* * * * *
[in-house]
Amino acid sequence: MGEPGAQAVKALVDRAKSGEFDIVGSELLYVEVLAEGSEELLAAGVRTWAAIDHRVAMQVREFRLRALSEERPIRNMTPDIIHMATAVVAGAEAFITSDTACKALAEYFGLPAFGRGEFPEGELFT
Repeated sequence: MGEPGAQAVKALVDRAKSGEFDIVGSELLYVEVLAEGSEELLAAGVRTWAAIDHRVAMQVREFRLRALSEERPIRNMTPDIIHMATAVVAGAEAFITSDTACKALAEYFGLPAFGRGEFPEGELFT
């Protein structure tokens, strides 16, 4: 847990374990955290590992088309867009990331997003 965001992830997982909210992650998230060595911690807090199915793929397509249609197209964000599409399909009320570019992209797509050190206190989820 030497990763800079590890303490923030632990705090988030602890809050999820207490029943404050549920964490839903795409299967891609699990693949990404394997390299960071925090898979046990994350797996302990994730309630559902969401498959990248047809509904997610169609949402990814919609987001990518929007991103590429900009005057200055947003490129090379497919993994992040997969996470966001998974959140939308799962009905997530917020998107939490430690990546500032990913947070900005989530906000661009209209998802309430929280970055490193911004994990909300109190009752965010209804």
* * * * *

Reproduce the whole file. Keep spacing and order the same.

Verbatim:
[in-house]
Amino acid sequence: MGEPGAQAVKALVDRAKSGEFDIVGSELLYVEVLAEGSEELLAAGVRTWAAIDHRVAMQVREFRLRALSEERPIRNMTPDIIHMATAVVAGAEAFITSDTACKALAEYFGLPAFGRGEFPEGELFT
Repeated sequence: MGEPGAQAVKALVDRAKSGEFDIVGSELLYVEVLAEGSEELLAAGVRTWAAIDHRVAMQVREFRLRALSEERPIRNMTPDIIHMATAVVAGAEAFITSDTACKALAEYFGLPAFGRGEFPEGELFT
């Protein structure tokens, strides 16, 4: 847990374990955290590992088309867009990331997003 965001992830997982909210992650998230060595911690807090199915793929397509249609197209964000599409399909009320570019992209797509050190206190989820 030497990763800079590890303490923030632990705090988030602890809050999820207490029943404050549920964490839903795409299967891609699990693949990404394997390299960071925090898979046990994350797996302990994730309630559902969401498959990248047809509904997610169609949402990814919609987001990518929007991103590429900009005057200055947003490129090379497919993994992040997969996470966001998974959140939308799962009905997530917020998107939490430690990546500032990913947070900005989530906000661009209209998802309430929280970055490193911004994990909300109190009752965010209804």